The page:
Janelle Greenberg (1938–2023)
Historian of Early Modern Britain
Janelle Greenberg, professor emerita of British history at the University of Pittsburgh, passed away on June 6, 2023, at her home in Hollywood, Florida. She died peacefully, with her husband of 62 years, Martin Greenberg, and their son Steven by her side. Both survive her, along with daughter Rebecca; son Joshua; and three grandchildren, Arella, Ezra, and Pearl.
Born in Muskogee, Oklahoma, on April 3, 1938, Janelle attended Stillwater High School and the University of Houston, where she met both Martin and her lifelong mentor, Corinne Comstock Weston. After Janelle completed her BA and MA at Houston, she and Martin moved to the University of Michigan, where she earned her PhD in 1970.
By the time Janelle received her doctorate, she and Martin had relocated to Pittsburgh and had begun raising a family. Balancing the competing demands of career and child-rearing, she accepted a position at the University of Pittsburgh first as a part-time instructor and then, in 1979, as a half-time assistant professor. In 1989, Janelle was promoted to associate professor with tenure, the first instance in the department’s history of a part-time faculty member being promoted to a tenured full-time position. In 2001, Janelle became the department’s second female full professor, after her colleague Evelyn Rawski.
Janelle specialized in legal and constitutional history. Her articles appeared in Studies in Eighteenth-Century Culture, English Historical Review, History of Political Thought, Cardozo Law Review, and other venues. In 1981, she published a monograph, co-authored with Weston, titled Subjects and Sovereigns: The Grand Controversy over Legal Sovereignty in Stuart England (Cambridge Univ. Press, 1981). Her magnum opus was The Radical Face of the Ancient Constitution: St. Edward’s “Laws” in Early Modern Political Thought (Cambridge Univ. Press, 2001). Based on 30 years of research at the British Library and other repositories, the book uncovered an “invented tradition” of civil and political rights supposedly based in the laws of the last Anglo-Saxon king, Edward the Confessor. The book traced the invention of those laws to the 1200s–1300s, and their subsequent elaboration and invocation in the political pamphlets and debates of the 1500s–1600s. Reviews by distinguished scholars including J. G. A. Pocock and Johann Sommerville recognized the book as a pathbreaking contribution to British political and constitutional history.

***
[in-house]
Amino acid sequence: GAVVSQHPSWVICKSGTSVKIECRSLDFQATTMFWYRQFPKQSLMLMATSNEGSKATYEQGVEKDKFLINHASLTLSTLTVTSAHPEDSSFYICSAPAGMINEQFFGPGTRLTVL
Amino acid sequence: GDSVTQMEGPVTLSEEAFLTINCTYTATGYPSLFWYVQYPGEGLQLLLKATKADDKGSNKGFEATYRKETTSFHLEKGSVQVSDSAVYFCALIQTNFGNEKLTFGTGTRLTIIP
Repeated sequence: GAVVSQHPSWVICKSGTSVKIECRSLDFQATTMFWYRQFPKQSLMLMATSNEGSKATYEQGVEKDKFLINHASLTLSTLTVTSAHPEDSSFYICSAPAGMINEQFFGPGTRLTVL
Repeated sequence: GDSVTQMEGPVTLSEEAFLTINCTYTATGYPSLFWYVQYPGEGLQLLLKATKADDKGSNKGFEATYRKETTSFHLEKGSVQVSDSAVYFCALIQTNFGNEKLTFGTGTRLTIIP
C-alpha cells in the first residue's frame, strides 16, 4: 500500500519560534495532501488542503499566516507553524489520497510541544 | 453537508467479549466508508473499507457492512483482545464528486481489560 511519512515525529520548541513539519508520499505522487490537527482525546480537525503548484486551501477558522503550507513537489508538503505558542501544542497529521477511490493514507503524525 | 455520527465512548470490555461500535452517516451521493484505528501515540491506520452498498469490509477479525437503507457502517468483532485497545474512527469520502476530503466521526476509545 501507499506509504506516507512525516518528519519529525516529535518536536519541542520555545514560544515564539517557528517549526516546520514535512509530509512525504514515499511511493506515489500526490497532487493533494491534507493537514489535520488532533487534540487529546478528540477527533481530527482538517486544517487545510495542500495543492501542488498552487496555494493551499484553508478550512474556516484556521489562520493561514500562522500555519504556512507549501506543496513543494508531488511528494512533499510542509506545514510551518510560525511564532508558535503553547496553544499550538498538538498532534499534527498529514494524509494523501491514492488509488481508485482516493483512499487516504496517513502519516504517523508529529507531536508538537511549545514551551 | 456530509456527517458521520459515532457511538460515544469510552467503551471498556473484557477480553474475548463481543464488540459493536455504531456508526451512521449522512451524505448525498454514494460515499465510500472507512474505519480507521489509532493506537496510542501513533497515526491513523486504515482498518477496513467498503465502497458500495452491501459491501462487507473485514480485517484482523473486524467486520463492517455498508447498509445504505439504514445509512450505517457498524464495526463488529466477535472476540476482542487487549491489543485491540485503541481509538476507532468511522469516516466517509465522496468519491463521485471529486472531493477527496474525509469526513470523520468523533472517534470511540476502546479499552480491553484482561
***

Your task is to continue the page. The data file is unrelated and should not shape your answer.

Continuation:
Janelle was a gifted stylist and explicator, explaining in clear and engaging prose the legal principles and political issues at play and why they mattered. She brought that same approach to her teaching, turning the most abstruse legal and constitutional debates into dramatic analytical narratives. This won her the Chancellor’s Distinguished Teaching Award in 1989, sky-high teaching evaluations, and crowds of students who followed her from class to class. Each year at the department’s reception for graduating seniors and their families, Janelle was a constant center of gravity, surrounded by a crush of grateful students and their parents.
Janelle was as popular with faculty colleagues, departmental staff, and university administrators as she was with her students. Though at heart a rather private person, she loved good food, good wine, and good friends. Her sense of humor veered wildly from the whip-smart to the slapstick, placing any gathering at which she was present at serious risk of dissolving into raucous hilarity. Playing first base, she was a linchpin of the departmental softball team, the History Reds, and contributed mightily to our championship season in 1984. Truly she was a woman for all seasons, now deeply and sorely missed.
George Reid Andrews
University of Pittsburgh
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